Learning and It's Application
I wonder how many times a student has asked, "When will I ever use this in real life?"
I'm of the persuasion that ALL knowledge is good (so long as it is based on truth). And, I'm not talking about the knowledge of what Billy did the other night walking through the alley. I'm talking about knowledge of the languages, arts and sciences.
In college I took every mathematics course available. While I used some of that in my career it has given me an understanding of how God can have all knowledge. And, mathematically speaking, calculus proves to me there is a God. There is no way mathematics would be so explanatory in its links to life without their being a Supreme Creator.
In my crippled state (for lack of better terms) I've been wondering how some of my newly found knowledge about 3D art applies to the big picture. It hit me this morning as I was researching a feature of the software I use to create my 3D art. This feature requires a knowledge of how muscles and tissues interact with each other as well as gravity and the viewer.
This got me thinking of the intricacies of our bodies.
Is this all happenstance?
I think not.
The fact that you can't move some parts of the body without affecting other parts of the body illustrates the intricacies involved. So, when creating a 3D character, I simply can't lean the figure over by bending it at the waist. Other things start to happen to a real human when they bend at the waist. The skin and muscles in the back stretch. The tissue in the belly compresses and as it does, folds take place in the tissues. The upper body is impacted by gravitational pull. The tissues of the chest and face are pulled in the direction of gravity. It's all very complicated.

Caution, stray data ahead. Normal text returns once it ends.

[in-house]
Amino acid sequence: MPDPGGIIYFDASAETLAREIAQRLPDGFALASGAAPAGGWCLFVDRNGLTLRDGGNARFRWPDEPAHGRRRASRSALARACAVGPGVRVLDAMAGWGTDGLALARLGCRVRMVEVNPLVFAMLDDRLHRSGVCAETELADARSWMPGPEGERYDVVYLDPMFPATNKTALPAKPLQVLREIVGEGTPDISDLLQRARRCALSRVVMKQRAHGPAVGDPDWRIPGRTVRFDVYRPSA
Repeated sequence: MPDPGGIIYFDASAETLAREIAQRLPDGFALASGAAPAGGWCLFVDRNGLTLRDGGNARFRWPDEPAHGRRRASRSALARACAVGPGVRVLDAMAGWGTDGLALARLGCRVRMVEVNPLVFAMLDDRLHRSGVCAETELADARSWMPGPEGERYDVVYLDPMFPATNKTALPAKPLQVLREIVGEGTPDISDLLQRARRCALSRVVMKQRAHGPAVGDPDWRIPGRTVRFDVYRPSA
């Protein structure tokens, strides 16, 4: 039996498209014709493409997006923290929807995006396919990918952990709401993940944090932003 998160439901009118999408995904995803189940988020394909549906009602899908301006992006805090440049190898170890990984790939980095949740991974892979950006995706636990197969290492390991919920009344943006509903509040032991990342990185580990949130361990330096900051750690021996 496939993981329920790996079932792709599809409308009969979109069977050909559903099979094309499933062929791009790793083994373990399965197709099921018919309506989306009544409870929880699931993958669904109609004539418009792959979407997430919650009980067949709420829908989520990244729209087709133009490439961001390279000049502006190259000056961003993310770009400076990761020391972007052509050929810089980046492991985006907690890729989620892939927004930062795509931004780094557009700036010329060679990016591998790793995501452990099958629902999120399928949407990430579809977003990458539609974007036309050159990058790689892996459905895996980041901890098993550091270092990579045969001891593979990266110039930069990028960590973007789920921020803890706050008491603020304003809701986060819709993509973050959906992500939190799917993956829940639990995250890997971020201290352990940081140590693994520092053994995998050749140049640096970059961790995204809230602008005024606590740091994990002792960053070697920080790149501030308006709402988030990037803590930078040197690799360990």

Movement complicates things. When someone bends at the waist they simply don't bend, the body shifts to maintain balance. A center of gravity is necessary to keep the person from falling on their face.
In art, if these things are not observed, things don't look real. As someone commented on this picture (below), the man looks like a mannequin. I agree.
Perhaps it is the man in me, but I've studied the female figure more than I have the male figure. While some rules apply to both, it is obvious I need to work on the male figure and its movements.
I imagine this knowledge applied, in a greater amount of detail, applies to our individual creation. To make each one of us unique, but allow the same laws of movement and physics to apply must take great knowledge. We say that God is omniscient (meaning He has ALL knowledge) and it is up to us to gain as much of that knowledge as we can.
Joseph Smith, Junior, revealed, "Whatever principle of intelligence we attain in this life, it will rise with us in the resurrection."
Today it may be a way to feel fulfilled, sometime in the future the things we learn now will apply to what we do in the eternities.